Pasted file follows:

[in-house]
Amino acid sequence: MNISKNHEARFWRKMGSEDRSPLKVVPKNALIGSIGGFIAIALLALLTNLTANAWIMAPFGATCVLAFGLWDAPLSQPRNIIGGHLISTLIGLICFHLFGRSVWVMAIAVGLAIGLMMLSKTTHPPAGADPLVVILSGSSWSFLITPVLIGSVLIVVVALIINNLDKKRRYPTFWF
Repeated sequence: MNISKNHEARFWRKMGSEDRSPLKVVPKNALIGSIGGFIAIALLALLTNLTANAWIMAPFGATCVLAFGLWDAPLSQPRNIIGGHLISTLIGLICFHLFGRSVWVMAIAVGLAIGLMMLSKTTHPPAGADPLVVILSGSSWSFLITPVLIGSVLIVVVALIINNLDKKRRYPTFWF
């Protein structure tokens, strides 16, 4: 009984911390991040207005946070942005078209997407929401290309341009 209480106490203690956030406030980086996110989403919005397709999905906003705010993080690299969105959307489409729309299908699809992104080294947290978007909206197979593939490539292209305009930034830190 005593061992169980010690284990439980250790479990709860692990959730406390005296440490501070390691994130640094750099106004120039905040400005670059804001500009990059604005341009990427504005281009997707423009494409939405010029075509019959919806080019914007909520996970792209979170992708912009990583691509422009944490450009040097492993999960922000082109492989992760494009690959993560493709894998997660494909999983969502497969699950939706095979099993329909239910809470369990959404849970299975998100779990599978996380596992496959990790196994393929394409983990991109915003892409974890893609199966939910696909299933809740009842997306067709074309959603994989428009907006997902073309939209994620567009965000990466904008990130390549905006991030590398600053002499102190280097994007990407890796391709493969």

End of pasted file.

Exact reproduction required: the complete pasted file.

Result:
[in-house]
Amino acid sequence: MNISKNHEARFWRKMGSEDRSPLKVVPKNALIGSIGGFIAIALLALLTNLTANAWIMAPFGATCVLAFGLWDAPLSQPRNIIGGHLISTLIGLICFHLFGRSVWVMAIAVGLAIGLMMLSKTTHPPAGADPLVVILSGSSWSFLITPVLIGSVLIVVVALIINNLDKKRRYPTFWF
Repeated sequence: MNISKNHEARFWRKMGSEDRSPLKVVPKNALIGSIGGFIAIALLALLTNLTANAWIMAPFGATCVLAFGLWDAPLSQPRNIIGGHLISTLIGLICFHLFGRSVWVMAIAVGLAIGLMMLSKTTHPPAGADPLVVILSGSSWSFLITPVLIGSVLIVVVALIINNLDKKRRYPTFWF
């Protein structure tokens, strides 16, 4: 009984911390991040207005946070942005078209997407929401290309341009 209480106490203690956030406030980086996110989403919005397709999905906003705010993080690299969105959307489409729309299908699809992104080294947290978007909206197979593939490539292209305009930034830190 005593061992169980010690284990439980250790479990709860692990959730406390005296440490501070390691994130640094750099106004120039905040400005670059804001500009990059604005341009990427504005281009997707423009494409939405010029075509019959919806080019914007909520996970792209979170992708912009990583691509422009944490450009040097492993999960922000082109492989992760494009690959993560493709894998997660494909999983969502497969699950939706095979099993329909239910809470369990959404849970299975998100779990599978996380596992496959990790196994393929394409983990991109915003892409974890893609199966939910696909299933809740009842997306067709074309959603994989428009907006997902073309939209994620567009965000990466904008990130390549905006991030590398600053002499102190280097994007990407890796391709493969």